The sands of time are trickling fast for the EIHL’s play-off hopefuls.
Four of the eight quarter-finalists will fall by the wayside this weekend - their hopes and dreams met by a door slamming shut.
All eight want to make Nottingham for play-off finals weekend on April 4-5. Only four can make reservations.
Rewind exactly 12 months and Fife Flyers stood on the cusp of completing that journey on the back of a quite remarkable winning streak.
They’re back in the play-offs for a second successive season - an achievement that shouldn’t be overlooked when reflecting on a season filled with one too many flatlining performances.
This time round they go head to head with Sheffield Steelers.
To eliminate the newly crowned league champions would be a major upset. This is a match up between first and eighth; a team that has peaked with planning and precision against a side that is still looking for that elusive spark. A team travelling more in hope than expectation.
The head to heads make for grim reading as far as Flyers’ fans are concerned - played four, lost four, and three of them were at the ‘emphatic’ end of the scale (8-1, 6-1 and 4-1).
But this is play-off hockey. Anything can happen.
Flyers have nothing to lose, and if they can reproduce the gutsy performance they showed against Braehead, but also cut out the sloppy defending, then they might - just might - deliver one of their trademark knockout blows.
Play-off hockey brings out the best in hockey players.
A season of frustration can be discarded like a wet towel chucked on to the dressing-room floor, and a new, sharper, focussed skater hits the ice ready to do business.
Flyers showed signs of that against an impressive Clan side that was shooting for the Champions League.
They checked, hustled and backed each other up, and had it not been for some rope-a-dope defending made up on the hoof - the same problems that have beset too many performances across the campaign - they would have got the point their play, and, more importantly, their effort, deserved.
But the reality is they still need to raise the bar higher if they are to overcome a Sheffield side that bristles with talent and is fuelled by clear momentum.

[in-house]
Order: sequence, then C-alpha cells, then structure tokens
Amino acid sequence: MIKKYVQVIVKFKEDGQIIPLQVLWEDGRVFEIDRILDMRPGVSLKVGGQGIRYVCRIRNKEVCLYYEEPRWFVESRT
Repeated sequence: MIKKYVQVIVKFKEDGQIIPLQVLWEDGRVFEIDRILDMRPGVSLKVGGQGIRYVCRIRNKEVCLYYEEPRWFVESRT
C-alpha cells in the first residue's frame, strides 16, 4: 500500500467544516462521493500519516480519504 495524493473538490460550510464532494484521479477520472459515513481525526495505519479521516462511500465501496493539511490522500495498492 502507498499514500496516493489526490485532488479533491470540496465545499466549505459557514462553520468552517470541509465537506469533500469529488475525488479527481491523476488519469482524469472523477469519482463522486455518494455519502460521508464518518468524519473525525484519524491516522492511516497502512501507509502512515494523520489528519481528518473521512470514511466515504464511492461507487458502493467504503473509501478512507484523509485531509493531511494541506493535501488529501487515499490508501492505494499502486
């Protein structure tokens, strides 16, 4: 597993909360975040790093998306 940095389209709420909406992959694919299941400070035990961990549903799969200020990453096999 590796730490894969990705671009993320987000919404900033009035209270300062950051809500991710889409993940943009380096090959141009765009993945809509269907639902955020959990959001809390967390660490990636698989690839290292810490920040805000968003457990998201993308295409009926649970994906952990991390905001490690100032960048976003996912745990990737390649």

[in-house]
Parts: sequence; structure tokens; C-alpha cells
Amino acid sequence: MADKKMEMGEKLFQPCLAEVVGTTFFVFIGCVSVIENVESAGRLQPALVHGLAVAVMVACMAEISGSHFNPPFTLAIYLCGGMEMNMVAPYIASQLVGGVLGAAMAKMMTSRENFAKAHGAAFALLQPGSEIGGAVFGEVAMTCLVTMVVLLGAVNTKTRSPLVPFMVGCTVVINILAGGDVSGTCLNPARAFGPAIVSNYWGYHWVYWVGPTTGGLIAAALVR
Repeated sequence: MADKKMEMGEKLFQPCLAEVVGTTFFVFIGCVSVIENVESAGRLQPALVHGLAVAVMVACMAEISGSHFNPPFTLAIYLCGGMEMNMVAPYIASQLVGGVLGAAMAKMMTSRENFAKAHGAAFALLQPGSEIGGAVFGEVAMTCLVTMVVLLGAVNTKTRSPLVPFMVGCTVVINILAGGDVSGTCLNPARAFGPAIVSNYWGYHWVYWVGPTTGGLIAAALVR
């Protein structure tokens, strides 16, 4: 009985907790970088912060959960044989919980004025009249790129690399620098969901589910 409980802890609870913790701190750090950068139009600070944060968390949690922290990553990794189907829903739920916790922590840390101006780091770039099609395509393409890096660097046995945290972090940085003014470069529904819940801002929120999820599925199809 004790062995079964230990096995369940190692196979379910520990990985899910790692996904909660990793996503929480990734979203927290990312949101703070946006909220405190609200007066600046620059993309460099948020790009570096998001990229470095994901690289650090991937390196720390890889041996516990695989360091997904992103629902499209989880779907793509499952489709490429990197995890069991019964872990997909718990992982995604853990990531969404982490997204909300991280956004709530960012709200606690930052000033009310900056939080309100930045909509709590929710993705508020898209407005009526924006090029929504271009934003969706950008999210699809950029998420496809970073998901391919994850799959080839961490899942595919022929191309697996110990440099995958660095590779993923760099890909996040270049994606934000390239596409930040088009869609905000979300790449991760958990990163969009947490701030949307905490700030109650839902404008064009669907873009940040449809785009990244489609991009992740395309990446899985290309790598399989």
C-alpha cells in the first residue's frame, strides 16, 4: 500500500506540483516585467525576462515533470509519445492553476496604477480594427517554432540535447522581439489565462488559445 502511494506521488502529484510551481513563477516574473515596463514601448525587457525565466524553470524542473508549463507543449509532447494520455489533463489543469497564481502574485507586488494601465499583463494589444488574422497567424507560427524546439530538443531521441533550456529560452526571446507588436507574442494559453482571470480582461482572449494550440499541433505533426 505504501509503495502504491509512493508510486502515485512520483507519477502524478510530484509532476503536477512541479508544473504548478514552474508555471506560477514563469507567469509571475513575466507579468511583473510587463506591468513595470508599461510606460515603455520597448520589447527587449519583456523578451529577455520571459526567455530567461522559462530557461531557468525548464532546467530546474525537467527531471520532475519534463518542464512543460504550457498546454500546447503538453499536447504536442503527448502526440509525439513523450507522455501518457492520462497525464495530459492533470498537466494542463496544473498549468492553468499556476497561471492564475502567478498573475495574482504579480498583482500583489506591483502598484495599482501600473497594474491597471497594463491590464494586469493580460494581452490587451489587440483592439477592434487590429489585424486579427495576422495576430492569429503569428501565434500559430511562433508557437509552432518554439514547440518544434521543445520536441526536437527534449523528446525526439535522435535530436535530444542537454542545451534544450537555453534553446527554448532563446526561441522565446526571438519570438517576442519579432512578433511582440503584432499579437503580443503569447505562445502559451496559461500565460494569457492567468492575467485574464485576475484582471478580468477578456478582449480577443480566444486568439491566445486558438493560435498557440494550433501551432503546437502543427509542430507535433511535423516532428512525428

Steelers stalked Braehead all the way in the title. The race for silverware brings its own intense pressures; all pretty much loaded on to the team in pole position which can sense the breath of the hunting pack pulsing down its necks. When Clan detonated with a 2-0 loss to Edinburgh - a singular wrecking ball of a result - Sheffield moved with predatory menace.
Steelers lost just three of their closing 12 games in all competitions, and that included three shut outs.
They led the stats too with Matthieu Roy and Michael Forney commanding the goalscoring returns - Roy’s 95 points complemented by Forney’s 84 - in a partnership based on telepathy, while Frank Doyle was the second best netminder in the EIHL with a GAA of 2:42. Unbeatable at one end of the pad, unstoppable at the other.
Steelers will play with tempo and will seek to dominate across the ice pad.
Fife demonstrated they can live with the biggest teams around only last weekend, but they have to show they have enough in the tank to do it over 120 minutes across two nights either side of a four-hour bus trip.
But that’s play-off hockey. There is no respite and zero margin for error.
Hockey players wouldn’t have it any other way.
It’s the sort of stage tailor made for guys like Jordan Fulton to lead the line and graft and drive the net time after time; a stage for the showmen like Ned Lukacevic to dig deep into their bag of tricks that can electrify any arena; a stage for guys like Scott Fleming and Jamie Milam, the foundations of the team, to stand firm and drive their line-mates onwards.
If the individual cogs in the machine all synch, if the hockey heads are switched on, if they remain strong, mentally and physically, hen Flyers have a chance.
The underdog status will probably suit them too - give them a chance this weekend and they may, just may, bite.
But above all, they have to give their performances of the season; 120 minutes of honest sweat and commitment.
Braehead v Hull:
Clan deserve all the plaudits going for their achievements this season, regardless of missing out on the title. They raised the bar both on and off the ice.
They combine grit with guile and are more than capable of triumphing at Nottingham this time round.
From a hot goalie to some lethal forwards, Clan are more than solid and should be too strong for a gallant Hull side which has skated with as few as 11 skaters to get this far.
Stingrays are awkward opponents, but they seem to have peaked just too soon. Their main aim will be to keep the first leg tight and get Braehead back to the north-east where games can be tough to win.
Nottingham v Coventry
Two teams who will be glad to see the back of this campaign.
Panthers and Blaze have made a right hash of some hockey nights this year - both riddled with inconsistency and well off the pace.
The play-offs even looked a forlorn hope for Blaze as they muddled their way to ninth spot before getting their act together.
They go into this weekend with some form and momentum, and, if there is to be a shock result, it may well come here.
Cardiff v Belfast One of these two teams ain’t going to the finals weekend - that’s about the only certainty we can draw from this intriguing match-up.
Giants were dominant last season, brought back their inspired team and, the hockey gods rewarded them with a distant fifth spot.
Cardiff, meanwhile, transformed their fortunes by lifting the Challenge Cup and establishing themselves as title contenders. With their mojo back, Devils must be keen for a return to the finals weekend. If so, it could be the dawn of a new era in Wales.